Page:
CHICAGO — Virtual colonoscopy, a cancer-detecting procedure that gives doctors a computer-generated 3-D view of the colon, is less reliable than previously thought and not ready for widespread use, researchers said in a study in today's Journal of the American Medical Assn.
Its accuracy varies considerably depending on the training and methods of the doctors performing it, according to a study of 600 patients at nine major clinics.
For The Record
Los Angeles Times Saturday May 15, 2004 Home Edition Main News Part A Page 2 National Desk 1 inches; 49 words Type of Material: Correction
Colonoscopy -- An article in Section A on April 14 about virtual colonoscopy said that conventional colonoscopy used a flexible tube about the thickness of a garden hose to probe the colon. The tube is about the thickness of a finger, according to the American Society for Gastrointestinal Endoscopy.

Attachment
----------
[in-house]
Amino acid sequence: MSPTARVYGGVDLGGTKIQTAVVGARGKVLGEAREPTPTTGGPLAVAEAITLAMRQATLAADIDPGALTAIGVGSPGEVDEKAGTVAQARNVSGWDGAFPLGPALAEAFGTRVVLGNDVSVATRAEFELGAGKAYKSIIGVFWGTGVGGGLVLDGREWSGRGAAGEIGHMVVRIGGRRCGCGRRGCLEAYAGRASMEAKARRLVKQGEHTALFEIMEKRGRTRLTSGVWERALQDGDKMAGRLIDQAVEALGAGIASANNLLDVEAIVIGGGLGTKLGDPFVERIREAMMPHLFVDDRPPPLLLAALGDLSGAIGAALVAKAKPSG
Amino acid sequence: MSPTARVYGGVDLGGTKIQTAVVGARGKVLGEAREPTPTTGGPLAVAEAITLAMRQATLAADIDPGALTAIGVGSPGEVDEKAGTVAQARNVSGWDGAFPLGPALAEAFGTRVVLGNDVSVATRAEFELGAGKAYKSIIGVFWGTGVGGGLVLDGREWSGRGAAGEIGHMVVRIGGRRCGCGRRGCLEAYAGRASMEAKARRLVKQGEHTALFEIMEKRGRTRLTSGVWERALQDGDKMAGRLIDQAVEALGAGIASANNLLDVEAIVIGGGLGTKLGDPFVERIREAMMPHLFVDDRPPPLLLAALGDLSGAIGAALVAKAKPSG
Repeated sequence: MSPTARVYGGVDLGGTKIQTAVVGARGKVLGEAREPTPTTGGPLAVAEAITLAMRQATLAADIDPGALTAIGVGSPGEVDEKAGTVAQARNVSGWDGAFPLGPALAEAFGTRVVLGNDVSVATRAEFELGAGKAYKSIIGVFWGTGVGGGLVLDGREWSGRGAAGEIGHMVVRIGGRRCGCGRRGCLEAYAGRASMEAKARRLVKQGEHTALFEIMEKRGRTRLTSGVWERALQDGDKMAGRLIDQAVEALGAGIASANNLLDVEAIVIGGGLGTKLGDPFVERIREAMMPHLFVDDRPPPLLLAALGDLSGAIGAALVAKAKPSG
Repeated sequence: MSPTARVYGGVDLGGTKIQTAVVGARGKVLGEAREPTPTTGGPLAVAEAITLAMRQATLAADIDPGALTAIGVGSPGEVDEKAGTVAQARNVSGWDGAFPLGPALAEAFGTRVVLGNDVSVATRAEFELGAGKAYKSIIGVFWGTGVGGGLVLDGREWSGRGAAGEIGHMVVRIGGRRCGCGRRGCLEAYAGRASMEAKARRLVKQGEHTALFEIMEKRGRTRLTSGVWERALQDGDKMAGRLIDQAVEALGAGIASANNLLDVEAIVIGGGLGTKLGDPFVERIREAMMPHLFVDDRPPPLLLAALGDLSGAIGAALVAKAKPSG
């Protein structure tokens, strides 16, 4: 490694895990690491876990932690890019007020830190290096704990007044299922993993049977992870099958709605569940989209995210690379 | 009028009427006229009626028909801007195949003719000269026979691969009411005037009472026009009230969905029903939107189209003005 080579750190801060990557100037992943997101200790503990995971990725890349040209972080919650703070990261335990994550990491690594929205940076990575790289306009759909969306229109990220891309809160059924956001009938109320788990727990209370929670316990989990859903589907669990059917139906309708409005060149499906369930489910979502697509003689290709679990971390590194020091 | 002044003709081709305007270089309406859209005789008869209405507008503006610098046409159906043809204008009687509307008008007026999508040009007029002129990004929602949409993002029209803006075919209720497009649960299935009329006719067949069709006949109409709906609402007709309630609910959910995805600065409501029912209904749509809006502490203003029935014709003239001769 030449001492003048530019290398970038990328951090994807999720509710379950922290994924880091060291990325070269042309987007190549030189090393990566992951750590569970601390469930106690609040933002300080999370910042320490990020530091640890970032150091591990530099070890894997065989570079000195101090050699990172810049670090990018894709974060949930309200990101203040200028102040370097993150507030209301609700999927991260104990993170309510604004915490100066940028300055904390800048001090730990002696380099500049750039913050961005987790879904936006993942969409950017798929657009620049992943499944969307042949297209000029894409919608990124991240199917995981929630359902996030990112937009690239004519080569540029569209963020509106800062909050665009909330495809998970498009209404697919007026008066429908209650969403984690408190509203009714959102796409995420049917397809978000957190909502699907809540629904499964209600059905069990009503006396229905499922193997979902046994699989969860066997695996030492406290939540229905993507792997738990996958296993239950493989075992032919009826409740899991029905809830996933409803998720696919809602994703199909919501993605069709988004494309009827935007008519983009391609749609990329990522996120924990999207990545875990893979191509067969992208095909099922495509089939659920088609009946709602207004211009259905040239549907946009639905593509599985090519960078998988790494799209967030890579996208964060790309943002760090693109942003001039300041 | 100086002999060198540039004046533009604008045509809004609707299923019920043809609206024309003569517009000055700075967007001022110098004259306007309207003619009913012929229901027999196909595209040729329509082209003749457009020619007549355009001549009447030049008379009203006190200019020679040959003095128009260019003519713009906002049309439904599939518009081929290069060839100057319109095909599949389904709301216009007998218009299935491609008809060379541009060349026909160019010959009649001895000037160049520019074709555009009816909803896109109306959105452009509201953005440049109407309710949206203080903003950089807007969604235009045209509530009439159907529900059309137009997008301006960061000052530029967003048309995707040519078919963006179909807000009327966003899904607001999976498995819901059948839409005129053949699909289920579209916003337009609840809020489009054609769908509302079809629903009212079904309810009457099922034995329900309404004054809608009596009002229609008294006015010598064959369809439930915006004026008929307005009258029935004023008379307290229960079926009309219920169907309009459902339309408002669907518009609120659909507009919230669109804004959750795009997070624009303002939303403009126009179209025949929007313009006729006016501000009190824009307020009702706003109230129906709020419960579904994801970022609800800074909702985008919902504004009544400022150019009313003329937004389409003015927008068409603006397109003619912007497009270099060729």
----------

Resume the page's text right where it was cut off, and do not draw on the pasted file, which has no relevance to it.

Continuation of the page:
In conventional colonoscopy, a long, flexible viewing tube about the thickness of a garden hose is inserted in the rectum and threaded several feet into the colon.
A device on the end of the tube is used to remove suspicious growths, which are later tested for cancer.
In virtual colonoscopy, a narrower rectal catheter is inserted and a CT scanner produces images of the colon.
In the study, the virtual method had a 55% success rate in detecting when patients had at least one suspicious polyp at least 10 millimeters in diameter, compared with a 100% success rate for traditional colonoscopy.